3.2. IL-6 in the Pathogenesis of Psoriasis

IL-6 has long been associated with psoriasis pathogenesis [8385]. In addition to known psoriasis susceptibility loci encoding proteins engaged in the TNF-alpha, IL-23, and IL-17 signaling pathways (including HLA-Cw6, IL23R, IL12B, IL23A, and TNFAIP3 genes), IL6 and STAT3 polymorphisms have been linked with hereditary predisposition of developing psoriasis and response to TNF-alpha inhibitors [33, 8689]. Increased skin and serum IL-6 levels are a feature of psoriasis [39, 84, 90]. Serum levels of IL-6 are regarded as a marker of the inflammatory activity in psoriasis as well as an indicator of treatment response [4, 39, 84, 85]; a positive correlation between IL-6 serum levels and clinical severity of PV before treatment has been described [4, 90]. Additionally, serum IL-6 levels have been reported to decrease after effective treatment with methotrexate or UVB phototherapy [91, 92]. Furthermore, the likelihood of a positive Köebner reaction has been reported to correlate with higher proportions of IL-6+ mast cells and IL-6R+ cells in the dermis [93].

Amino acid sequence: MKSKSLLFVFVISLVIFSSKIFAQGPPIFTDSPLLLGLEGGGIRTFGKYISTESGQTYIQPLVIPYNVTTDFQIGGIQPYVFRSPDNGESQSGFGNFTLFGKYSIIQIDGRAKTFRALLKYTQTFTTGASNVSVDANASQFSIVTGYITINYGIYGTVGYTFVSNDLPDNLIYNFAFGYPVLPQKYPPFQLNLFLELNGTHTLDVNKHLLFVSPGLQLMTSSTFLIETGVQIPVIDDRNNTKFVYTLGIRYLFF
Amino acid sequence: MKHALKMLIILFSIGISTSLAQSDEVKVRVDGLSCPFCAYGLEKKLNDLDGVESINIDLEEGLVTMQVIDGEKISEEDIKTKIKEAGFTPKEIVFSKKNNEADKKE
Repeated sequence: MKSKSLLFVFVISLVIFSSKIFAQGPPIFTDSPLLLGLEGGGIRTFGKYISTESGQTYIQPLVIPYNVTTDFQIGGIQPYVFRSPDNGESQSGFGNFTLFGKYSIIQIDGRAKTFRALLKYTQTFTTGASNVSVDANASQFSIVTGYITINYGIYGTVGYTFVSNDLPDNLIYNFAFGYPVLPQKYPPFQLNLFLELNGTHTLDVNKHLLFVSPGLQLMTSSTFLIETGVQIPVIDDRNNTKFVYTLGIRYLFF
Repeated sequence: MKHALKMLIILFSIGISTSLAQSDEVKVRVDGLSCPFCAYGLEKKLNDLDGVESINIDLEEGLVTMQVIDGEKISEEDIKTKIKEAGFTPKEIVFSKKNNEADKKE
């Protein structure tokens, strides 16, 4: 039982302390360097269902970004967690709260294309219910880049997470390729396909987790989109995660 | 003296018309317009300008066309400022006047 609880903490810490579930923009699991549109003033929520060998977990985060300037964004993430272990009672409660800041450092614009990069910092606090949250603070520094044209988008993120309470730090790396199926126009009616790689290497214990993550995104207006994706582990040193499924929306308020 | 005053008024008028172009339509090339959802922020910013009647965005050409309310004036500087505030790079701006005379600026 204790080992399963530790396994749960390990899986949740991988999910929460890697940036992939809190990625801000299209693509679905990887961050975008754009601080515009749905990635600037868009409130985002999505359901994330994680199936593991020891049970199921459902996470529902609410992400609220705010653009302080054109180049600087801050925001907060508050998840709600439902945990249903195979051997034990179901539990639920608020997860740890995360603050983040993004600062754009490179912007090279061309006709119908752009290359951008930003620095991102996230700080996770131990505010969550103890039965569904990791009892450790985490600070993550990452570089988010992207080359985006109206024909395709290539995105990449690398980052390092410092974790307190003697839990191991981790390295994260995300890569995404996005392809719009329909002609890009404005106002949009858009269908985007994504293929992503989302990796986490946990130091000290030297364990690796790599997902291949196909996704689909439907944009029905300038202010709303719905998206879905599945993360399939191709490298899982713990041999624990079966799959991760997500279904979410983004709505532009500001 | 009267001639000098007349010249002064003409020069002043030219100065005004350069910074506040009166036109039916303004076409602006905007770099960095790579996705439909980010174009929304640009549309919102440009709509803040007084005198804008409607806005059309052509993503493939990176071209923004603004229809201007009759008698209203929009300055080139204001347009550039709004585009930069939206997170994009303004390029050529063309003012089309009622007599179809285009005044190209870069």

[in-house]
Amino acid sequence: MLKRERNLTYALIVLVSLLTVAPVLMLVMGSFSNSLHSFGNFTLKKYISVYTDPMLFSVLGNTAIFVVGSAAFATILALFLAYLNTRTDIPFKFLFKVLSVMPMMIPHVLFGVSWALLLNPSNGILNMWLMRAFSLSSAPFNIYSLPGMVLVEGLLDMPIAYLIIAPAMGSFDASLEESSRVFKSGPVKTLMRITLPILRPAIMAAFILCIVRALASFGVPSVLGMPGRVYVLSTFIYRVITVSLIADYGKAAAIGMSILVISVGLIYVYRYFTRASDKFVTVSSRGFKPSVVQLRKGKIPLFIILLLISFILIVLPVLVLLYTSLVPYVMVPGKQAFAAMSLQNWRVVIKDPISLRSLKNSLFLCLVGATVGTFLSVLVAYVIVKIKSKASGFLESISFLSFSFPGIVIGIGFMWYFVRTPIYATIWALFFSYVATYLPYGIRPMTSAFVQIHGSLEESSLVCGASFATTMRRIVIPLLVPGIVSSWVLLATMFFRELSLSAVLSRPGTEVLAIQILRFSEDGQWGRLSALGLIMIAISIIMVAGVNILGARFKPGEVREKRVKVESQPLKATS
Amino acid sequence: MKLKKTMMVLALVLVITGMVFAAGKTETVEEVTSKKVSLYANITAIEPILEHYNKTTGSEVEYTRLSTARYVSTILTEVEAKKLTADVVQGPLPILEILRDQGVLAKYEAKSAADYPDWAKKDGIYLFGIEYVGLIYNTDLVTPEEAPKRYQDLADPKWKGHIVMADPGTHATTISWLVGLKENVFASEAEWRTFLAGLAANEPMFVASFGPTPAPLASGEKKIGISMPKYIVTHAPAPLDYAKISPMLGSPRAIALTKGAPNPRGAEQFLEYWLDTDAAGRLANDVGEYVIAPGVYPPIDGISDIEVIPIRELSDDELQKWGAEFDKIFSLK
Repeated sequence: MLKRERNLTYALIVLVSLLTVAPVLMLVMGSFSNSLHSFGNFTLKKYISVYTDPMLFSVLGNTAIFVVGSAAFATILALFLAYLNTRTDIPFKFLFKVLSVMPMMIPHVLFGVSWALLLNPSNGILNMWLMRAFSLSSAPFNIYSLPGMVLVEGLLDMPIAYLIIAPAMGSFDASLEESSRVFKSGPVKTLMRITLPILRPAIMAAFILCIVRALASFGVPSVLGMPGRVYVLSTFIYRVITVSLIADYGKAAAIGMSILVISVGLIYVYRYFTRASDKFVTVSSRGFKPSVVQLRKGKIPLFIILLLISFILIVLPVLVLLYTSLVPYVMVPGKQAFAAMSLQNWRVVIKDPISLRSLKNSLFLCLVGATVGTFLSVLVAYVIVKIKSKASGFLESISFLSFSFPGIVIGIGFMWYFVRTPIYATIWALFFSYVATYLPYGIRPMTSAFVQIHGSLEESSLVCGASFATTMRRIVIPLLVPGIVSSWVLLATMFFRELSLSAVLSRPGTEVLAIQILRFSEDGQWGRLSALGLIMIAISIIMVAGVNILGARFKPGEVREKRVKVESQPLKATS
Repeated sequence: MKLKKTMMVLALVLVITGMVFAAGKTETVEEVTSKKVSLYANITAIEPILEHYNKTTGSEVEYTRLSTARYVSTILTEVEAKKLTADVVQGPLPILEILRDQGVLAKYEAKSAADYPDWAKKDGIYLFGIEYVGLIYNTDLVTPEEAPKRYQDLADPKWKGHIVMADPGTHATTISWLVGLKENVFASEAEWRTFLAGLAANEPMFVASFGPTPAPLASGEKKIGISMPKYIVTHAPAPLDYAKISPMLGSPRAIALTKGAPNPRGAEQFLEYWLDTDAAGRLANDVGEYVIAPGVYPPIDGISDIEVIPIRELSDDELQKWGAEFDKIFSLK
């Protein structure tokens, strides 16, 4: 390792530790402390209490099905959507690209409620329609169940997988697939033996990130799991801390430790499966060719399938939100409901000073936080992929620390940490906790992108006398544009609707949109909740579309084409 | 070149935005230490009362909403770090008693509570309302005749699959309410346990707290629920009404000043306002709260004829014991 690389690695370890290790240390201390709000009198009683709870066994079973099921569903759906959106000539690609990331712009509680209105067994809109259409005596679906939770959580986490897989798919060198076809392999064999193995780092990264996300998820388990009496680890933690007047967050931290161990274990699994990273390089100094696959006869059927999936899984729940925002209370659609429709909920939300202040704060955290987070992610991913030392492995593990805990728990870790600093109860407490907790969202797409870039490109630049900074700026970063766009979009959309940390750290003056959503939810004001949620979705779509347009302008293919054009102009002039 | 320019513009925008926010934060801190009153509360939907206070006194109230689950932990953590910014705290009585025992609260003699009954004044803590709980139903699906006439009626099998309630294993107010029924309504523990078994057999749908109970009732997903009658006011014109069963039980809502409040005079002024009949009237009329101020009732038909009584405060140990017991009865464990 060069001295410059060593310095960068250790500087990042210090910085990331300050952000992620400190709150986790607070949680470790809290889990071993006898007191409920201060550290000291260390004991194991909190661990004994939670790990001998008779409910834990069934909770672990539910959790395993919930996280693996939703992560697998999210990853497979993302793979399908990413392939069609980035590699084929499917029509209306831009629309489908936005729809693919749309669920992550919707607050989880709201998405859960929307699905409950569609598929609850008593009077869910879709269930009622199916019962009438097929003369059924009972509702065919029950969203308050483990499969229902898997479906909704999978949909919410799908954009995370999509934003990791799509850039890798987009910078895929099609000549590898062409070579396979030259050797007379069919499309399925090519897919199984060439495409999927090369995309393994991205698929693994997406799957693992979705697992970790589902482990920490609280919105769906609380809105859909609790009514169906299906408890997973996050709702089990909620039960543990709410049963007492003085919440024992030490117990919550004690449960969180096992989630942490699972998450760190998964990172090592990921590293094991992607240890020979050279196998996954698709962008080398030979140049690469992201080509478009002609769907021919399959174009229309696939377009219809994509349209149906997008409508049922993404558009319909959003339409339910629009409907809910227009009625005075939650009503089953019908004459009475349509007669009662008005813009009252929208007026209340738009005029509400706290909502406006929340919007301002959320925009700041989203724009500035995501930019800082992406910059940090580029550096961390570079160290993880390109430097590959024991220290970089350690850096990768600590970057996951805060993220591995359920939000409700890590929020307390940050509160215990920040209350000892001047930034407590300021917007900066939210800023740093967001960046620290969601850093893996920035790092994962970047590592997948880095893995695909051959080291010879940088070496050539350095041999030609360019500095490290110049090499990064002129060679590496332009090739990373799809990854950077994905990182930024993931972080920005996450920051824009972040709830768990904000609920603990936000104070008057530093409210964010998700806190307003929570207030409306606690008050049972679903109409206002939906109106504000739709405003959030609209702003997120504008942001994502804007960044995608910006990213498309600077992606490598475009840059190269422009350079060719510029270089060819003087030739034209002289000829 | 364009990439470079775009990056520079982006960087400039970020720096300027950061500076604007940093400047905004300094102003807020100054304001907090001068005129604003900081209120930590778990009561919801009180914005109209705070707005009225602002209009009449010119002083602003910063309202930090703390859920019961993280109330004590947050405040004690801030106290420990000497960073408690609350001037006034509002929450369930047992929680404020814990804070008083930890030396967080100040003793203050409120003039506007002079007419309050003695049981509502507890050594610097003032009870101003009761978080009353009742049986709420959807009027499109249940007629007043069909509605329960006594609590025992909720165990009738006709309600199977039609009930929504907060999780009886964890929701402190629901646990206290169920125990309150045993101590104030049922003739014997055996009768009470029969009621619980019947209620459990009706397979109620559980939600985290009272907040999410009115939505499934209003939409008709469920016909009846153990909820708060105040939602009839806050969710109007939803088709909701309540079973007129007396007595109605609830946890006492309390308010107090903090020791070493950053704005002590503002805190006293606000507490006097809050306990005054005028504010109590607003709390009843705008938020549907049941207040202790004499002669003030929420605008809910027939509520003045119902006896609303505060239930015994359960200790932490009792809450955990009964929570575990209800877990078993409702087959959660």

IL-6 is produced by a wide range of cell types in psoriatic plaques (including keratinocytes, fibroblasts, endothelial cells, DCs, and macrophages) in response to several stimuli, such as IL-1, TNF-alpha, IL-17, and IL-36 (Figure 2) [84, 9496]. Human keratinocytes stimulated by IL-17 or IL-36 may serve as a significant source of IL-6 [35, 76, 85, 94]; furthermore, a population of dermal slan-DCs has been recently identified as proinflammatory myeloid DCs in psoriatic skin lesions, which is capable of producing significant levels of IL-6 together with TNF-alpha, IL-1b, IL-23p19, and IL-12p70, all of which have proven crucial for the polarization of pathogenic Th17 and Th1 cells [95]. Importantly, the synergistic effects of IL-17 and TNF-alpha are capable of further upregulating IL-6 in psoriasis lesional skin; hence, selective targeting of either IL-17 or TNF-alpha exerts additional beneficial effects by indirectly reducing IL-6 levels [32, 35, 94, 96].